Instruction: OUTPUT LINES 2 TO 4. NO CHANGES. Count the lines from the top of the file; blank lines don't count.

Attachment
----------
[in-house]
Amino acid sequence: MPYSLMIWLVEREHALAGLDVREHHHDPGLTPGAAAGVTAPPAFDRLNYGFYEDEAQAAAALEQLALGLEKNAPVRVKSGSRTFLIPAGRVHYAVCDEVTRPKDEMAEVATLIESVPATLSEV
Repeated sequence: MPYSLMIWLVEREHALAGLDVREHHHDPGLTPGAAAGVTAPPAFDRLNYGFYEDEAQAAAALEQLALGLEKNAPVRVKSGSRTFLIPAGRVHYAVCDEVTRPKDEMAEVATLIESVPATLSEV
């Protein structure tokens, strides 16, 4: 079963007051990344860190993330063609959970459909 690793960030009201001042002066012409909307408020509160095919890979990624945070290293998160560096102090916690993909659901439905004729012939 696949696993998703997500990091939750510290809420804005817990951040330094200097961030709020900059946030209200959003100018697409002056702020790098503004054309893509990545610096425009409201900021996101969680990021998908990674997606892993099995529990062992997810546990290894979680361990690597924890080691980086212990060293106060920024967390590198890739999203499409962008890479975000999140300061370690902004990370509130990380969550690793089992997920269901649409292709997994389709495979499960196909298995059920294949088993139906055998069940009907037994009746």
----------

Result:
Amino acid sequence: MPYSLMIWLVEREHALAGLDVREHHHDPGLTPGAAAGVTAPPAFDRLNYGFYEDEAQAAAALEQLALGLEKNAPVRVKSGSRTFLIPAGRVHYAVCDEVTRPKDEMAEVATLIESVPATLSEV
Repeated sequence: MPYSLMIWLVEREHALAGLDVREHHHDPGLTPGAAAGVTAPPAFDRLNYGFYEDEAQAAAALEQLALGLEKNAPVRVKSGSRTFLIPAGRVHYAVCDEVTRPKDEMAEVATLIESVPATLSEV
């Protein structure tokens, strides 16, 4: 079963007051990344860190993330063609959970459909 690793960030009201001042002066012409909307408020509160095919890979990624945070290293998160560096102090916690993909659901439905004729012939 696949696993998703997500990091939750510290809420804005817990951040330094200097961030709020900059946030209200959003100018697409002056702020790098503004054309893509990545610096425009409201900021996101969680990021998908990674997606892993099995529990062992997810546990290894979680361990690597924890080691980086212990060293106060920024967390590198890739999203499409962008890479975000999140300061370690902004990370509130990380969550690793089992997920269901649409292709997994389709495979499960196909298995059920294949088993139906055998069940009907037994009746």